What do you get when you mix a handful of the era’s biggest celebrities, a brand new car company promising to be the hot new thing, and an hour long special on a popular TV channel (there were only three at the time)? The Edsel Show! The one hour CBS special, designed to promote Ford Motor Company’s new Edsel line, premiered on this day in 1957 in place of Ford’s usual sponsored program, The Ed Sullivan Show. Hosted by Bing Crosby, Frank Sinatra, Rosemary Clooney, Louis Armstrong, and Lindsay Crosby, with performances by The Four Preps and Bob Hope, the show was a massive hit, even earning an Emmy nomination for best single program of the year.
The success on screen did not translate to the dealerships. Since many viewed the program as Bing Crosby’s leap into television, he likely had more success due to the show than Ford Motor Company. Perhaps the rehearsal could have foreshadowed the automakers doom. Rosemary Clooney would later write in her autobiography, “The show was built around the newest Ford offering, the 1958 Edsel. A new vista of motoring pleasure, unlike any other car you’ve ever seen. The only Edsel I ever saw was one they gave me to drive while I was rehearsing. I came out of the CBS Building, up those little steps to the street where my purple Edsel was waiting, like the Normandie in drydock. Mr. Ford was right behind me, heading for his Edsel. I opened the door of my car and the handle came off. I turned to him, holding it out to him. “About your car . . .”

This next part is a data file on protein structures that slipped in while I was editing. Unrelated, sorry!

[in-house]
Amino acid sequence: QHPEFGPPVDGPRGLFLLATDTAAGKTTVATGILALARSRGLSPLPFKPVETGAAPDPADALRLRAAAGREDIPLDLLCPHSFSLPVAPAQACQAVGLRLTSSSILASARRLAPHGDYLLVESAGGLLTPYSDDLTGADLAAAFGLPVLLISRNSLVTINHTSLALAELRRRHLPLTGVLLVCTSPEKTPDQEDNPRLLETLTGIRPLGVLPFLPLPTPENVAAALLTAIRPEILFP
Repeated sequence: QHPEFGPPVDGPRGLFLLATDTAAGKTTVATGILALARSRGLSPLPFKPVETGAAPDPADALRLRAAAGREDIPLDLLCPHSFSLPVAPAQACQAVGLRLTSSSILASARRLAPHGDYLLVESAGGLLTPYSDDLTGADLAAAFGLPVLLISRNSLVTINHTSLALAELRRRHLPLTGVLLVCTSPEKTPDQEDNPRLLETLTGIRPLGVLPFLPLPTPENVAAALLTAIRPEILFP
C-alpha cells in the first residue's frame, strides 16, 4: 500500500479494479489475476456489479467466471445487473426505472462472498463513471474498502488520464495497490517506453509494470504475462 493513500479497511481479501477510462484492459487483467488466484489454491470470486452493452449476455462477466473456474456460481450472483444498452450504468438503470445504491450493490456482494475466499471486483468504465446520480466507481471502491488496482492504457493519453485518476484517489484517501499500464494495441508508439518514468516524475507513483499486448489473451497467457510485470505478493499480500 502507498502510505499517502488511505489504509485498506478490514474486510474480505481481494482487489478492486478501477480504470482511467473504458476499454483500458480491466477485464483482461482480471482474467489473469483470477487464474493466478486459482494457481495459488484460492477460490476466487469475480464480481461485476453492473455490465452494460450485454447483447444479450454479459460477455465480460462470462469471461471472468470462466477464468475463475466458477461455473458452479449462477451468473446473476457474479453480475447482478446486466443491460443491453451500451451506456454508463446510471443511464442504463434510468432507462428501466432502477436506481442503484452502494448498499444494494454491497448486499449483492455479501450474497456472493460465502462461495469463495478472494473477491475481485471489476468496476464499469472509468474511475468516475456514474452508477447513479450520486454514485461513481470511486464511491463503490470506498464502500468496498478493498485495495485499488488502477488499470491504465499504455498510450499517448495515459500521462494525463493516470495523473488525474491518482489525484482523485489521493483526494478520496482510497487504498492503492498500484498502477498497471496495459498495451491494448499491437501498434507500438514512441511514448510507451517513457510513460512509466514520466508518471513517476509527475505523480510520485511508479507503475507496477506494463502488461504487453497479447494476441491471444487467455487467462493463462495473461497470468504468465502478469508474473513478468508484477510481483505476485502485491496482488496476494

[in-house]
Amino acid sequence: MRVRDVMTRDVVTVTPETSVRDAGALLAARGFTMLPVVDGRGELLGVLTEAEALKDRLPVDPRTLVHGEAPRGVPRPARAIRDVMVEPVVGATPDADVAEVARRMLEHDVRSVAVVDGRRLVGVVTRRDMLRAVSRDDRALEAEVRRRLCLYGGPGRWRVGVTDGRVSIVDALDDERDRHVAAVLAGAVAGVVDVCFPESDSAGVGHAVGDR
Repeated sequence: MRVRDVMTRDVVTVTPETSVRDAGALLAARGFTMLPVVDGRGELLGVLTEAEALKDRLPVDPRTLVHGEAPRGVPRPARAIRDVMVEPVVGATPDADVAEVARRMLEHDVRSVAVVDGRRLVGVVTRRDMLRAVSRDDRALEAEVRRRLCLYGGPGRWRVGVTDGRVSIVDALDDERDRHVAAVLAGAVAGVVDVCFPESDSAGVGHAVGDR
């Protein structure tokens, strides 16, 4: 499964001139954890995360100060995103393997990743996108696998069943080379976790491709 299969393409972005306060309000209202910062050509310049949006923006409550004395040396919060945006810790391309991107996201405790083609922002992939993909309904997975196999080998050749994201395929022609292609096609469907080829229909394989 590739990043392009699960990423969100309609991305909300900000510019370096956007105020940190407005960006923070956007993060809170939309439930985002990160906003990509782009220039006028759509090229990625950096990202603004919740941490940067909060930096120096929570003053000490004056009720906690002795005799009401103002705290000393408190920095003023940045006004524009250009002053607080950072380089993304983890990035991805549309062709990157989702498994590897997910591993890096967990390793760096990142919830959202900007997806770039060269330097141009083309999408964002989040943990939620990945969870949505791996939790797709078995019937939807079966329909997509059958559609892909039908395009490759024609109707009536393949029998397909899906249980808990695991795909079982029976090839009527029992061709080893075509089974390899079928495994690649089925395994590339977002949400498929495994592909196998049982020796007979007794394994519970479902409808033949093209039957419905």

Another notable of the program is that its video tapes are the oldest known recordings of a live show. Since it was filmed in the afternoon on the west coast to be broadcast live to the east coast audience, the performers didn’t want to do it all over again for the west coast during its prime time three hours later. To remedy the situation it was filmed on tape and broadcast “live” on the west coast later that evening.
Edsels debuted for the 1958 model year among much hype. It was short lived as they were received as overpriced, underdesigned and unattractive. The cars were phased out after a few 1960 model year vehicles were manufactured. The whole shebang cost Ford a whopping $250 million in development, production and marketing, more than $2 billion in 2019.